Editorial: O’Bannon ruling changes everything
In this photo taken Saturday, Sept. 18, 2010, former UCLA basketball player Ed O'Bannon Jr. sits in his office in Henderson, Nev. O'Bannon is part of a lawsuit seeking revenue sharing for NCAA athletes. "There are millions and millions of dollars being made off the sweat and grind of the student athlete," O'Bannon said. "Student athletes see none of that other than their education." (AP Photo/Isaac Brekken)
The National Collegiate Athletic Association is about to change the way it treats its top athletes, and the ripple effect could be significant, including for female athletes.
Earlier this month, District Judge Claudia Wilken ruled in the O’Bannon case that the NCAA has been in violation of antitrust laws for prohibiting athletes from being paid.
As part of the ruling, Division I football and basketball players could receive at least $5,000 a year in a trust for each year they participate. That means a Florida State left tackle who plays four years could leave college with a degree and $20,000, plus interest. Schools wouldn’t be required to provide the payment that’s intended to compensate each athlete for the use of his or her name and image – and many smaller schools may choose not to – but the NCAA wouldn’t be able to prevent them from doing so.
One question that emerged from the ruling was whether that kind of compensation is compatible with Title IX, the 1972 law that mandates gender equity for schools that receive federal funding.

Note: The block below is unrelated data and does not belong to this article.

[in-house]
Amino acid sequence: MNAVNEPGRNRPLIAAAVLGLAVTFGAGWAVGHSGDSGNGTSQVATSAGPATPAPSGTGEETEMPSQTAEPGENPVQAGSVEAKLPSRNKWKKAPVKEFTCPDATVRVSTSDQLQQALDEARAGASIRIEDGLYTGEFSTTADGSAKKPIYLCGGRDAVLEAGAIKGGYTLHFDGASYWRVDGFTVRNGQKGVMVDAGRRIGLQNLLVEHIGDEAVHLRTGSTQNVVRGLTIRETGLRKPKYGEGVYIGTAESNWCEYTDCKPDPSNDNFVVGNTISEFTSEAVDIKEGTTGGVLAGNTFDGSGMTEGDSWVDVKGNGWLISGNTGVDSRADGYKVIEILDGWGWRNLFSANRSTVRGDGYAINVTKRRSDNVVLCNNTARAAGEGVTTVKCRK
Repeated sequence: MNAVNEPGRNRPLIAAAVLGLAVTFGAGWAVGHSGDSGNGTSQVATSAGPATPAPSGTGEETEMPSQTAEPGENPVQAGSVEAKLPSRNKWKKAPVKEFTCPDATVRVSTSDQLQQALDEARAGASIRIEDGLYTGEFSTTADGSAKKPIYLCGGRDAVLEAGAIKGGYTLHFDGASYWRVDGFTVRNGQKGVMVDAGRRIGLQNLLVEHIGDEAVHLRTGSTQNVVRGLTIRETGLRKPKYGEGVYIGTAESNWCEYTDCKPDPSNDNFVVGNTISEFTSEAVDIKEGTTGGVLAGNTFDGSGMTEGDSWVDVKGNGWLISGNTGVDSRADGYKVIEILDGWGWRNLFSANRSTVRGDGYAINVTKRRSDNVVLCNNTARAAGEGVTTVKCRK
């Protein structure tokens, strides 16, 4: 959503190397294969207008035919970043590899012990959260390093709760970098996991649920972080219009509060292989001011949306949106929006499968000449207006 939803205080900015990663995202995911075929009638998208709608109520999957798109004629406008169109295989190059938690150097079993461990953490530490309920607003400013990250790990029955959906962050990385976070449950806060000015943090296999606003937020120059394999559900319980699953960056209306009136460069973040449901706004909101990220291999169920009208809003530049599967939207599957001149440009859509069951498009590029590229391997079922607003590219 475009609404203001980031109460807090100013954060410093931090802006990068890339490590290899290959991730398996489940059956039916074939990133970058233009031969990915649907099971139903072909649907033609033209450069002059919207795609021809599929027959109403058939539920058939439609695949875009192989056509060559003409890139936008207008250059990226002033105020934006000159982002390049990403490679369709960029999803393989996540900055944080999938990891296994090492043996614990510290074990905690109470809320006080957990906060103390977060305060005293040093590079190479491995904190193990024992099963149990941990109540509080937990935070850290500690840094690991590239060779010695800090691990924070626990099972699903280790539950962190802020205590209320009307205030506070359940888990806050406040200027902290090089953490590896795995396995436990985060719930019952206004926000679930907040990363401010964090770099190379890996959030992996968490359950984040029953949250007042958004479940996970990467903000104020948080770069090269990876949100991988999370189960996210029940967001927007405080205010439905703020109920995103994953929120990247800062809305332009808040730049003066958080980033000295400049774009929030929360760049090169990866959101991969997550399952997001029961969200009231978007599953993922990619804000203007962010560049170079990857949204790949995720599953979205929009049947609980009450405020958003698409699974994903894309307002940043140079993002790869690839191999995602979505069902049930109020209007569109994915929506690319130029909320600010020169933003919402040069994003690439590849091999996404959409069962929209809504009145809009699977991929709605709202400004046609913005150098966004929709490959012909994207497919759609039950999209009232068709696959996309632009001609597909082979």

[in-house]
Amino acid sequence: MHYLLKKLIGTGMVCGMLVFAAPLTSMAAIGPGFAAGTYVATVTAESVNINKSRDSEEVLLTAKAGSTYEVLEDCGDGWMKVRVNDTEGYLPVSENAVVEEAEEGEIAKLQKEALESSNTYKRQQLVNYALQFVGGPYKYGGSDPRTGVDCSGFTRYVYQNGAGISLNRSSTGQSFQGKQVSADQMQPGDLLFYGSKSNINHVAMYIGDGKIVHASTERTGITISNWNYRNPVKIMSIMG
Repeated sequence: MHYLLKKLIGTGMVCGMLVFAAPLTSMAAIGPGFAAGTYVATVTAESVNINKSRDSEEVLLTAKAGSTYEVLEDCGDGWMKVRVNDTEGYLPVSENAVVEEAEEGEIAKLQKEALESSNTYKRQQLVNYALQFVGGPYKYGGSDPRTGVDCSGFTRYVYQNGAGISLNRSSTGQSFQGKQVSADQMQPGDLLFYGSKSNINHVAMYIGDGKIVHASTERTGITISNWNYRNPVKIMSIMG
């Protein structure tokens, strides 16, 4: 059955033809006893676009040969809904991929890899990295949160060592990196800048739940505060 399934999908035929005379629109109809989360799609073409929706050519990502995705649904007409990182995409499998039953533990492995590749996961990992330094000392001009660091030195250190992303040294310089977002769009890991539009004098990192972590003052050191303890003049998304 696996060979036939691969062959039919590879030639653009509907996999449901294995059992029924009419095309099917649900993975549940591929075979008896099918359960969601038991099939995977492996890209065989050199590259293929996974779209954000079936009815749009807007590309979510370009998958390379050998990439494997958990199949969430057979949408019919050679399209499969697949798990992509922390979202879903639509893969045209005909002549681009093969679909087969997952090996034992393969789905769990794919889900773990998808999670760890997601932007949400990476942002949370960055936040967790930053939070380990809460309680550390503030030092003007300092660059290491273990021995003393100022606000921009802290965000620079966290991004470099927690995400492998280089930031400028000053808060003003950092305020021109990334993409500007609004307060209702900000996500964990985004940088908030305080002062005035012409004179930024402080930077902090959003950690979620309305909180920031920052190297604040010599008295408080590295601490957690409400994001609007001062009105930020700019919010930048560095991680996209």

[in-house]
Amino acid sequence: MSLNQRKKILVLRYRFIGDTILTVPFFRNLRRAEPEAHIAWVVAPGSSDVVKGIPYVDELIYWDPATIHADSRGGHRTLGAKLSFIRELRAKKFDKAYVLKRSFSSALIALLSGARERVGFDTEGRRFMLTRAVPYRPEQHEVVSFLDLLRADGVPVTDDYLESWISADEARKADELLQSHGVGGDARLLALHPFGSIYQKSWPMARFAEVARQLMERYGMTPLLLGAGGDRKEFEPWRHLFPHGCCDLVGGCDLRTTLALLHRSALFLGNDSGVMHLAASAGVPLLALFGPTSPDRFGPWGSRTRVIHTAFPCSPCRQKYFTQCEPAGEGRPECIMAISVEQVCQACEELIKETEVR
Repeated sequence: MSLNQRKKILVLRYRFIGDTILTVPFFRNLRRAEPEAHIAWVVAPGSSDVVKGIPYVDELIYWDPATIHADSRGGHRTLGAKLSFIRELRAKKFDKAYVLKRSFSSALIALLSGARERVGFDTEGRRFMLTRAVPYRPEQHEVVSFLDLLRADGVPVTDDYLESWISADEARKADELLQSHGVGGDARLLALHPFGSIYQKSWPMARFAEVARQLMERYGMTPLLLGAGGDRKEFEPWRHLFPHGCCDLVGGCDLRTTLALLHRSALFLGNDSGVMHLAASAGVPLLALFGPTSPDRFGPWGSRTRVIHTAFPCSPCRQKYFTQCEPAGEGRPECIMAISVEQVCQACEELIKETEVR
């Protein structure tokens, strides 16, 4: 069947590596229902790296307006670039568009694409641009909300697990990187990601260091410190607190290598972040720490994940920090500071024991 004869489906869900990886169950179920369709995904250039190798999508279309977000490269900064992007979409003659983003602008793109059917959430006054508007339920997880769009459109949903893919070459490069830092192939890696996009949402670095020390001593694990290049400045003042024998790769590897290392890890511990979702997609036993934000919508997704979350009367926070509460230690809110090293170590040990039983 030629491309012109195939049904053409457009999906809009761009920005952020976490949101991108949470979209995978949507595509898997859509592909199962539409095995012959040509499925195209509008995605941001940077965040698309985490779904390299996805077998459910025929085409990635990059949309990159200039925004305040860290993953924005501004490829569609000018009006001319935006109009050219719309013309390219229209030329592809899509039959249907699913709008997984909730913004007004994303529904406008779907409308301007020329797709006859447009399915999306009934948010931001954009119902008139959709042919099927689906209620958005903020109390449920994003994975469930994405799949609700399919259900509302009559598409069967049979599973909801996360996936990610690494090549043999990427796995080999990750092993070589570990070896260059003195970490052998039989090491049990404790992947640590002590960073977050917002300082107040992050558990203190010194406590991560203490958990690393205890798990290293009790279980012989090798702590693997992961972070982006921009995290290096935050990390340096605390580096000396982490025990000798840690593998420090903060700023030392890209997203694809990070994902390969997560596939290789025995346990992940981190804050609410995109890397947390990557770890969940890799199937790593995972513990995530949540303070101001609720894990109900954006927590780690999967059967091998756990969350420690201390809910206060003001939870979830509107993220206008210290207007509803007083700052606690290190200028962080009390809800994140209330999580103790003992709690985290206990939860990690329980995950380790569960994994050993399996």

In an article for Deadspin.com, antitrust economist Andy Schwarz said any claims that Wilkens’s ruling and Title IX are incompatible are “simply false.”
Schwarz argues that because the payments would likely be considered part of a financial aid package, they would fall under the “substantial proportionality” piece of Title IX.
Substantial proportionality refers not just to the balance between of male varsity athletes vs. female varsity athletes but also equitable financial aid compensation.
In practice that means that if, as Schwarz explains, a school decides to spend X amount of dollars more on men’s sports, it could either spend a proportional amount on female athletes or determine an overall figure for additional aid for athletes and divide it equally between men and women in order to comply with Title IX.
In fact, Wilkens’s ruling could turn out to be a very good thing for Title IX. Should colleges fail to offer more money to female athletes, it wouldn’t take long for the lawsuits to pile up.
Ultimately, the Title IX incompatibility argument is just another element of the “sky is falling” complaint.
Wilkens’s ruling, which will be appealed by the NCAA, laid bare some of the more laughable aspects of top-tier Division I basketball and football programs, not least of which is the NCAA’s amateurism defense. As the New York Times recently stated, the very idea of the student-athlete is now history.
The ruling in favor of former UCLA basketball player Ed O’Bannon and his fellow plaintiffs is just the beginning. Other cases challenging the NCAA’s long-standing exploitative policies are on the move – including one filed by Northwestern’s football team with help from Concord’s Luke Bonner and the College Athletes Players Association.
The NCAA will never be the same – and it’s about time.